Thursday, October 1, 2009

The "Buying Championships" Argument That Never Dies - The Matt Holliday Edition

On a Yankees off day during a week of meaningless games, what better topic to tackle than next year's free agents? Sadly, in a chain of otherwise innocent emails with occasional NSI Blogger Bobby, today's intended topic of conversation devolved into the tired old salary cap/payroll debate. You know it is serious when I ditch the "royal we" and get personal.

At some point recently, I decided that the Yankees need to at least make a run at signing Matt Holliday during the offseason. Sharing my opinion solicited the following responde (emphasis mine):
I LOVE this year's team because Swish is doing so well, Jeter (my favorite guy) is having a great year, and Tex is just such a good hitter. Plus like we were saying yesterday, A-Rod has seemingly learned more about hitting this year. With that said, at what point do you say enough is enough with the money? Assuming we win it all this year, maybe the next new challenge should be winning without outspending the next closest team by like $50 mi?
Bobby is usually a pretty smart guy, so I can only assume that there are other Yankees fans out there who share this opinion. I hope this doesn't at all get political, but I get really annoyed by this communist shit. This is a society built on capitalism. The Yankees are one of the biggest brands in the world, and they subsidize the rest of baseball to the tune of $100 million per year in revenue sharing. There is no salary cap in Major League Baseball, and until there is, I won’t even entertain the idea of a "challenge to not outspend the other teams by $50 million."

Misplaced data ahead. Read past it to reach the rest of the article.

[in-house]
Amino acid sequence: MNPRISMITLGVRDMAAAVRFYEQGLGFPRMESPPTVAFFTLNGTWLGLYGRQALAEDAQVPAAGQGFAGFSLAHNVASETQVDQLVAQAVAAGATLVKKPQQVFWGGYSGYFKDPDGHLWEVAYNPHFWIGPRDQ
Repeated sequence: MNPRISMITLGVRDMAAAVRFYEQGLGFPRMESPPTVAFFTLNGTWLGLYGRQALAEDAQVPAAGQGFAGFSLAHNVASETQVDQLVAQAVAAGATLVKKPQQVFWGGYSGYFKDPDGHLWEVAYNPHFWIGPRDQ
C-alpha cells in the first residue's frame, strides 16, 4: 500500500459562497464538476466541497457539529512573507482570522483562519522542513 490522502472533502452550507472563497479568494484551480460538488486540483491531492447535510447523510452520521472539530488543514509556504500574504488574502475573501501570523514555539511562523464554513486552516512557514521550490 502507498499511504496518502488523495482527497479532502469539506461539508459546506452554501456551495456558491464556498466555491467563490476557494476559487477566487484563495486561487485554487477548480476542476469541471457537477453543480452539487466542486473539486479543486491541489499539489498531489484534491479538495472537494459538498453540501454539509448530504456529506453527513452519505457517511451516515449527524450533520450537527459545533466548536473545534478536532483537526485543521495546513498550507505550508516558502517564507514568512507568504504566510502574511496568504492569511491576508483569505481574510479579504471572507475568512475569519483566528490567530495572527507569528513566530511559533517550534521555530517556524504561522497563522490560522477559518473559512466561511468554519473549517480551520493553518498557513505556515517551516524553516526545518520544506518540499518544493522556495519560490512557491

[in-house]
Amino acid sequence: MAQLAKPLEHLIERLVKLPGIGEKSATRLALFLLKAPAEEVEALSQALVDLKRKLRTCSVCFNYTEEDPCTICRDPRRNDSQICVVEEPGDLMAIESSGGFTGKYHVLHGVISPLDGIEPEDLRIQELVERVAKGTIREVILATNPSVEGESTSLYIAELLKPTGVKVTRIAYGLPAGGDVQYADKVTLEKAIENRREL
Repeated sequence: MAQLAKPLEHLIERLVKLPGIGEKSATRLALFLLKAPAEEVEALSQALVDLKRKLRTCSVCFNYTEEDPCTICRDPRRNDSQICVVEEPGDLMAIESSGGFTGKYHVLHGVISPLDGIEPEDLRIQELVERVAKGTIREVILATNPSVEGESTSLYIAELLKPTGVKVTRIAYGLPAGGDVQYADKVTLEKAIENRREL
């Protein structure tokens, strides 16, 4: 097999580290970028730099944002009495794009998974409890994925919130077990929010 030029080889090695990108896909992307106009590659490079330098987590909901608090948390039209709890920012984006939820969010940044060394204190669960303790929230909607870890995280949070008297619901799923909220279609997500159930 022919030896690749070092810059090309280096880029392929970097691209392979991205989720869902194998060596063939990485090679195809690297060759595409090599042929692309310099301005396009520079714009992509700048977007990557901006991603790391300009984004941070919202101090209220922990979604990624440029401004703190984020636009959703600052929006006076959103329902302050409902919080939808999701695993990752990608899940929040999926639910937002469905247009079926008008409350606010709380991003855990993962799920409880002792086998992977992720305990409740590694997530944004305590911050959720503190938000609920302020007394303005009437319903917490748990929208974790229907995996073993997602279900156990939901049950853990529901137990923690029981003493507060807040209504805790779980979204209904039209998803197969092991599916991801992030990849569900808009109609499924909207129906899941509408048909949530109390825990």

Put it this way - If the Yankees don’t flex their financial muscles (within the system), someone else will. Prime example(that Buster Olney pointed out earlier this week) – Magglio Ordonez had a HUGE hit the other day for the Tigers – a hit that might punch their ticket to the postseason. If he was on most other teams in baseball, he wouldn’t have had the chance to even be playing in the game. For most other teams, he would have been riding the bench, or possibly even sent home. Why? Because Ordonez has an option of $18 million for next year that vests if he reached a certain number of ABs in 2009. Sometime this month, the Tigers' owner decided that even though it was a HORRIBLY overpriced contract for 2009, he had the money to spend and decided to just let him accumulate the ABs and pay the piper next year.

My point is, the Yankees are doing everyone a disservice if they don't put the revenue they earn from being one of the biggest brands on the planet back into the team. For the Yankees to all of a sudden “challenge themselves’ because they won one World Series in 8 years is an asinine thought.

Matt Holliday is a plus defender, one of the best hitters in the game and 2009 will be his age 30 season. I haven't crunched the payroll numbers, I don't know Brian Cashman's 2010 budget, I haven't considered the draft picks that the Yankees would have to give up to land Holliday. All I know is that Johnny Damon and Hideki Matsui are in their late 30’s and without contracts for 2010. The Yankees are failing as an organization if they don’t at least kick the tires on what it will take to suit Holliday up in pinstripes.

I can see the frustration from smaller market fans when the Yankees go out and sign the top free agents every year. I really can. However, I’ll never fall into the trap of feeling guilty about the Yankees advantages. They have earned them.
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